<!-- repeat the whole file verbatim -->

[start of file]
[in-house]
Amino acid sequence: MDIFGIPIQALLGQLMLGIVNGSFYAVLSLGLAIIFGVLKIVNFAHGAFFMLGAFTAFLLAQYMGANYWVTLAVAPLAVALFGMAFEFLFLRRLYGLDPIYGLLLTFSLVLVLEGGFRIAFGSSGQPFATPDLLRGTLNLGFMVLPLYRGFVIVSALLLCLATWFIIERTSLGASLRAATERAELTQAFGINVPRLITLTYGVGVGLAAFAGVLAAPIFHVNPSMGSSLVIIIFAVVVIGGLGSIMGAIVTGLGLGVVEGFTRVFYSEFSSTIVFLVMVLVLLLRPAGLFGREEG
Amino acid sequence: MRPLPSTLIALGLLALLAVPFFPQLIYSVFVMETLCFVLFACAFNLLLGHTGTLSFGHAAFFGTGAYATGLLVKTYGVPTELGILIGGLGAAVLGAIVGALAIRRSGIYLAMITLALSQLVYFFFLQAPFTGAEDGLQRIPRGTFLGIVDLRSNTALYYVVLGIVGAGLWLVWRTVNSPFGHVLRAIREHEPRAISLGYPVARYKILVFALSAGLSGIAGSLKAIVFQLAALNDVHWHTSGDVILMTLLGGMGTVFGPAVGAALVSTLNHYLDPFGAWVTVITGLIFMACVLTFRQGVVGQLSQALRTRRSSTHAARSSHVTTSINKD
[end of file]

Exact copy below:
[in-house]
Amino acid sequence: MDIFGIPIQALLGQLMLGIVNGSFYAVLSLGLAIIFGVLKIVNFAHGAFFMLGAFTAFLLAQYMGANYWVTLAVAPLAVALFGMAFEFLFLRRLYGLDPIYGLLLTFSLVLVLEGGFRIAFGSSGQPFATPDLLRGTLNLGFMVLPLYRGFVIVSALLLCLATWFIIERTSLGASLRAATERAELTQAFGINVPRLITLTYGVGVGLAAFAGVLAAPIFHVNPSMGSSLVIIIFAVVVIGGLGSIMGAIVTGLGLGVVEGFTRVFYSEFSSTIVFLVMVLVLLLRPAGLFGREEG
Amino acid sequence: MRPLPSTLIALGLLALLAVPFFPQLIYSVFVMETLCFVLFACAFNLLLGHTGTLSFGHAAFFGTGAYATGLLVKTYGVPTELGILIGGLGAAVLGAIVGALAIRRSGIYLAMITLALSQLVYFFFLQAPFTGAEDGLQRIPRGTFLGIVDLRSNTALYYVVLGIVGAGLWLVWRTVNSPFGHVLRAIREHEPRAISLGYPVARYKILVFALSAGLSGIAGSLKAIVFQLAALNDVHWHTSGDVILMTLLGGMGTVFGPAVGAALVSTLNHYLDPFGAWVTVITGLIFMACVLTFRQGVVGQLSQALRTRRSSTHAARSSHVTTSINKD